Anyone have any suggestions?  How do others explain what usability is to their non-HCI family, friends, acquaintances, and strangers.  Please leave a me a comment if you are so inclined 🙂

Is it so hard, really?

<rant>

I made an online payment recently. It was a farily simple, and straightforward process.  I filled out a typical form with the CC # and payment amount.  After I clicked submit, I received a confirmation page.  Two days later while online banking, I saw the total subtracted from my checking account.  All was right with the world.

Except, yesterday when I got home from work, I had a voicemail telling me that my payment was due last Friday and since I hadn’t made the payment, I was now being assessed a fee.  What?!

I call the customer support line.  Once I get through the automated prompt and explain the issue, it was resolved quickly.  In fact, as soon as I finished telling my story, the CS Rep said, “Oh, I bet I know what happened…” Then, she proceeded to tell me that if you put a dollar sign in the field for the payment amount, their system doesn’t process the transaction properly.  I asked her if that happens frequently, and she said, “All the time”.  After resolving the problem, she ended the call by saying, “Remember, next time you make a payment, don’t use a dollar sign.”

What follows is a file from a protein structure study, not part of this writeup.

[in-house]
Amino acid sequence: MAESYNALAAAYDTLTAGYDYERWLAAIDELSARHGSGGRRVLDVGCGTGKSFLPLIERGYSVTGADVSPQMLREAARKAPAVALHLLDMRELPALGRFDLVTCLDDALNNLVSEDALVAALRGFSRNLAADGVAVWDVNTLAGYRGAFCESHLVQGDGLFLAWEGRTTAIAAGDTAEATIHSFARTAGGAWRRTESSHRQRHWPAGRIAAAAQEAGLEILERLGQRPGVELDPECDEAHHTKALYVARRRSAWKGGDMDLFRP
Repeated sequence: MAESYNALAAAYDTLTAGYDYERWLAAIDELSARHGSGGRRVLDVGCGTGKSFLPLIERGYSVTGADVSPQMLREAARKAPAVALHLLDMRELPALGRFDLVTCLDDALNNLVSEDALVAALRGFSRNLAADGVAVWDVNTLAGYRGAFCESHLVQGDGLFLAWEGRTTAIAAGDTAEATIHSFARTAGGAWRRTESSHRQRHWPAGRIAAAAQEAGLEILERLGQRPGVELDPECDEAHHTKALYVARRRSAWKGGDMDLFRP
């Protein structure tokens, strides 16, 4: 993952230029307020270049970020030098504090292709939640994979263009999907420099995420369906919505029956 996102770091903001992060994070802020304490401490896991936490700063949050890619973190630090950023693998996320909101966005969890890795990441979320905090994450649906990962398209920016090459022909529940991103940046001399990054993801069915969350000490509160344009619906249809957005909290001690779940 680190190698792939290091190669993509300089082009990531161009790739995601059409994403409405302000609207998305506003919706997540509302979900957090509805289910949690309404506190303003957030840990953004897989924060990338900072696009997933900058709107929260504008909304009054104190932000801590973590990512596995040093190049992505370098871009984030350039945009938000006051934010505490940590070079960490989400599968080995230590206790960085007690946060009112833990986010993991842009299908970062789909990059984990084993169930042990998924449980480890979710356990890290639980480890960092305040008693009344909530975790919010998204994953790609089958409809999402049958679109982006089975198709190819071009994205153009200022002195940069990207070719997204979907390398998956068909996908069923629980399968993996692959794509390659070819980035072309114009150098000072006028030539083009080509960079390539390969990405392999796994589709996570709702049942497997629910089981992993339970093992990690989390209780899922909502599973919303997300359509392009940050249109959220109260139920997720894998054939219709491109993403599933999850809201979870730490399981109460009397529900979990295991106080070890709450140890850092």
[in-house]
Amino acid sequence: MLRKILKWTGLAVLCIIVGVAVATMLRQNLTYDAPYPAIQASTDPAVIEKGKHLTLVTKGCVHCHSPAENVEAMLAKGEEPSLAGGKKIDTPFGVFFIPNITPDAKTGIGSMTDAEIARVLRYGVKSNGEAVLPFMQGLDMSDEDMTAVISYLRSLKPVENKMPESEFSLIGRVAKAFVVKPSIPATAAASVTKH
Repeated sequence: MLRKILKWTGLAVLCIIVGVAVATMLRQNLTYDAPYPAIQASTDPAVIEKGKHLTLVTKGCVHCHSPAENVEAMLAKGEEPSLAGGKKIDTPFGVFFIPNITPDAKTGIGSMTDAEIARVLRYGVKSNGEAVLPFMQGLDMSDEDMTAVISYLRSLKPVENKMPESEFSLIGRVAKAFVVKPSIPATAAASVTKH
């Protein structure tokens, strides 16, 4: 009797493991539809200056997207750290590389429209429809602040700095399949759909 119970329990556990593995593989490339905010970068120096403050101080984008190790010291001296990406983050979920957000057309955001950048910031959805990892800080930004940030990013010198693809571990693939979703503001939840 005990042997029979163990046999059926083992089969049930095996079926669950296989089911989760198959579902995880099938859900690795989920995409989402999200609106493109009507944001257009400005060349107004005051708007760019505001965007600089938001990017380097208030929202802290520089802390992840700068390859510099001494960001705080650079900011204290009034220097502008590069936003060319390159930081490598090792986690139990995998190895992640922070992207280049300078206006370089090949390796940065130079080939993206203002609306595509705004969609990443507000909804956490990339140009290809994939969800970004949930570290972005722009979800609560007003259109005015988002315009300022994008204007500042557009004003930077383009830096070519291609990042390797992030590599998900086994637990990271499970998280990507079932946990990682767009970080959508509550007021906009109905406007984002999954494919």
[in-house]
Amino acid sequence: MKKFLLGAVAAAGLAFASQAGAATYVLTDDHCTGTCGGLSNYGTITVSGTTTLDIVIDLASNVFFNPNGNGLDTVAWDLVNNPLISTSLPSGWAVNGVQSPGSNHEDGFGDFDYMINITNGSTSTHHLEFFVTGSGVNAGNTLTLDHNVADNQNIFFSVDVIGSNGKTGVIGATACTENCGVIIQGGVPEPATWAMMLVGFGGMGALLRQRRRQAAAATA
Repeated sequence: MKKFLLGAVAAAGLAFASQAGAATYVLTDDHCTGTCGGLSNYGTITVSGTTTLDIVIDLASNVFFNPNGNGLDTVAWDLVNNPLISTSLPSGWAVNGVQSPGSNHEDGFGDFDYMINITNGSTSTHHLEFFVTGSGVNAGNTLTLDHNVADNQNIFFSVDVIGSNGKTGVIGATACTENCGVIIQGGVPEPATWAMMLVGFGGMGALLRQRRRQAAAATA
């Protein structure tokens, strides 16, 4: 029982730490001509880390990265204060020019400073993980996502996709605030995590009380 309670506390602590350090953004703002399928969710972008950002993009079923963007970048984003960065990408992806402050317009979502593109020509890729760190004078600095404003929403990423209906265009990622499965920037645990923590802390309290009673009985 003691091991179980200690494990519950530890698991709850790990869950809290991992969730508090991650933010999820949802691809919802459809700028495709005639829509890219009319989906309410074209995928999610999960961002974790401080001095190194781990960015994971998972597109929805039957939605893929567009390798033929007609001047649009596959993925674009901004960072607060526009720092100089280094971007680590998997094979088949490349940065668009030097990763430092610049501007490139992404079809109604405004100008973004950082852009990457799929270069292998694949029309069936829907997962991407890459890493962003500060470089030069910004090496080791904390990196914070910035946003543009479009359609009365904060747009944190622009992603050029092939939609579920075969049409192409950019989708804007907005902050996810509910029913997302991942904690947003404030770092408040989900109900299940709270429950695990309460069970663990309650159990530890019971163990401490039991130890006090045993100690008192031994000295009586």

Ummm.  Ok.  First, why was there no note by the field that said not to use dollar signs…or maybe even have a dollar sign right in front of the box?  Second, why no error checking when I submitted the form?  And, third, but the most obvious…if it happens all the time, why not fix your form??

</rant>

PS…If you’re a fan of Joss Whedon (Buffy, Firefly), or Sci-Fi, or comics, or musicals, or just good comedy, you MUST check out Dr. Horrible!  http://www.drhorrible.com/

Overwhelmed

Side Note:  Obviously, I’ve been away from blogging for a little while.  I discovered that working full time and attending grad school full time, and planning a wedding all at the same time was quite overwhelming. So, blogging about HCI took a backseat for a little while. But, yesterday, I started a new job as a “Usability Consultant/Information Architect”.  So, now I am immersed in HCI in both work and school.  So, I think I’ll be returning to blogging 🙂

For the past three years, I’ve worked for Indiana University (IU) in a tech support role (I’d been in tech support for 10 years prior to working at IU, as well).  One of my duties was to administer a certain web app.  When I took that role over, I was thrown into a project of designing a new app to do the same functions as the old one.  About two years ago, during the design process, we had the university’s usability lab conduct user testing.